-Ernest Hemingway, Death in the Afternoon

Blood and Sand
The bull is dragged off by a team of horses
Hemingway’s presence was felt everywhere

All photos by the author except the photos of himself which were taken by his wife, Maureen

Tribute to the Commander on Veterans Day

A Commanding Presence

I come from a long line of warriors. My grandfather, Samuel V. Bell Sr., served in WWI, my brother, Christopher Allen Bell, served in Viet-Nam, and my father, Samuel V. Bell Jr., served in Korea. This Veterans Day I pay special tribute to my father, Lt. Commander Samuel V. Bell Jr., who served in the United States Navy for 22 years.

According to his unpublished auto-biography, Commander Bell saw action as a young man on seas off the coast of Korea where he fought the North Koreans and the Chinese. He and his ship, the USS Zellars, provided support for General Douglas MacArthur’s 10th Army Corps which consisted of 50,000 troops. He also participated in the opening of Wonsan Harbor on the East Coast of Korea.

Lt. Commander Samuel V. Bell Jr. entered the U.S. Navy in 1943 when he was seventeen. He was accepted into an officers training programmed and became a commissioned officer 1945 just as WWII was drawing to a close. He was at the Navy Ship Yards in Philadelphia when I was born in 1948 in Louisville, Kentucky. Two years later, my brother Chris was born, while my father was fighting the Chinese in Korea. This information and what follows was gleaned from a family scrapbook which was lovingly put together by his daughters and his grand daughters, Susan Bell, Whitney Vale, Lisa Bell, and Summer Sneed.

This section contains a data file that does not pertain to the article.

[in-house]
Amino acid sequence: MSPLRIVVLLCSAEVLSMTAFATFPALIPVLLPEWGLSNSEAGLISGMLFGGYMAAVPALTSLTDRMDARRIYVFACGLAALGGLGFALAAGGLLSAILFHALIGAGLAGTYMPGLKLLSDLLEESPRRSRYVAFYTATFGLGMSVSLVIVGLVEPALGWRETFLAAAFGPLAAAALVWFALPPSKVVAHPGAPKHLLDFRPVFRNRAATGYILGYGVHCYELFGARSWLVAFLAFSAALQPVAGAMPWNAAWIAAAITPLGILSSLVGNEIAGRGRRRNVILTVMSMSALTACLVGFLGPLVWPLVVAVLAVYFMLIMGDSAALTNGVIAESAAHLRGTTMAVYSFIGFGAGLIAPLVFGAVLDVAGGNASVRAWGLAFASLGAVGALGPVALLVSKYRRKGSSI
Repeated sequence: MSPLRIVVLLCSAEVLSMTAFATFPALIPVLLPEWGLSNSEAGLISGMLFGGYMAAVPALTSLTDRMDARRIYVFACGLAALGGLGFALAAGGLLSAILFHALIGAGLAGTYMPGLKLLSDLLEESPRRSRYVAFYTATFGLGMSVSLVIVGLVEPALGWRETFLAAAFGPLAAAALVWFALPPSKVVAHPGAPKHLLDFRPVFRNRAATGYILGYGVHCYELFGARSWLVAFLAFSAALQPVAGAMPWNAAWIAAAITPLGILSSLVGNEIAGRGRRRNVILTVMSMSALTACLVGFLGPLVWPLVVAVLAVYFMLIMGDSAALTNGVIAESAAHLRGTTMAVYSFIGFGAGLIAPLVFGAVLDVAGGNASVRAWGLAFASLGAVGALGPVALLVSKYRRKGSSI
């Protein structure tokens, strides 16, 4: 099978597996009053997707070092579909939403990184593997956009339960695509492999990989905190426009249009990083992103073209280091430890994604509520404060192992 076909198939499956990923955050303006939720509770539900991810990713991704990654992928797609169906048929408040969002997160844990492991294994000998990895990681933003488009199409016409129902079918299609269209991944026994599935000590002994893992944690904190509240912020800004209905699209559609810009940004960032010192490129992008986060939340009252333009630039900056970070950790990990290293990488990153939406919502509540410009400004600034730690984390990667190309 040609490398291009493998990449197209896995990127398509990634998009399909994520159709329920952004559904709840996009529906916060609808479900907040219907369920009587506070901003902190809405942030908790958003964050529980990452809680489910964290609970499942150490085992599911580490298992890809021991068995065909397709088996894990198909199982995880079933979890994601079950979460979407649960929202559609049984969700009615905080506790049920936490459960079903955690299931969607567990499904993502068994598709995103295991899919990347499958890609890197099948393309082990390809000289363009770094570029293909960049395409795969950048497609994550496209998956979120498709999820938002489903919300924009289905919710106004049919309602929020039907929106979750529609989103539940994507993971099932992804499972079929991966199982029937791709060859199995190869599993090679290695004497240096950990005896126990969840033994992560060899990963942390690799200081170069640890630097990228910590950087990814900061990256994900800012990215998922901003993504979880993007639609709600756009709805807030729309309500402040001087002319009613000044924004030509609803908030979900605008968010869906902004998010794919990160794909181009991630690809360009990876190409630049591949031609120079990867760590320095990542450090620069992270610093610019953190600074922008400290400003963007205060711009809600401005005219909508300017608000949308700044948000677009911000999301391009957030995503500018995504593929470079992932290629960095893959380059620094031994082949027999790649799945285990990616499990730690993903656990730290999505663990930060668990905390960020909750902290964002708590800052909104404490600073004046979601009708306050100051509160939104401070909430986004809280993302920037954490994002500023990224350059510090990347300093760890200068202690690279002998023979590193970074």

Served on the following ships and duty Stations:

• 1945-1946 USS Tarawa – Aircraft Carrier

• 1947-1949 USS Joseph P. Kennedy, Jr. – Destroyer

• 1950-1951 USS Zellars – Destroyer

• 1953-1956 USS Norton Sound – Experimental Missile Ship

• 1956-1957 China Lake, California – Guided Missile Unit 25

• 1958-1961 Norfolk, Virginia, Staff of Amphibious Group, Atlantic Fleet

• 1962-1963 USS Columbus, Guided Missile Cruiser

• 1963-1964 General Electric, Pittsfield, Mass. Technical Advisor on Navy’s Polaris Submarine Ballistic Missile program

Awarded the following Medals:

• American Campaign Medal

• WWII Victory Medal

• Commendation Medal with Combat

• Navy Occupation Medal

• China Service Medal

• Korean Service Medal with 4 Battle Stars

• United Nations Service Medal

• Korean Presidential Unit Citation

• American Defense Service Medal

In 1964 He retired from the Navy and began his second career at University of Louisville teaching electrical engineering. He retired from teaching in 1995 and lives in Louisville, Kentucky where he is cared for by his family.

As the saying goes, old soldiers never die, they just fade way. My father’s light is not burning as bright as it once was but still it burns. He will be remembered for his impact on his family’s lives, his service to his country, and for the values he always projected: Courage, honor, and duty. Raised during the so called Great Depression, he was a hard-working man who taught me the value of hard work and discipline. We salute you, Dad, on Veterans Day!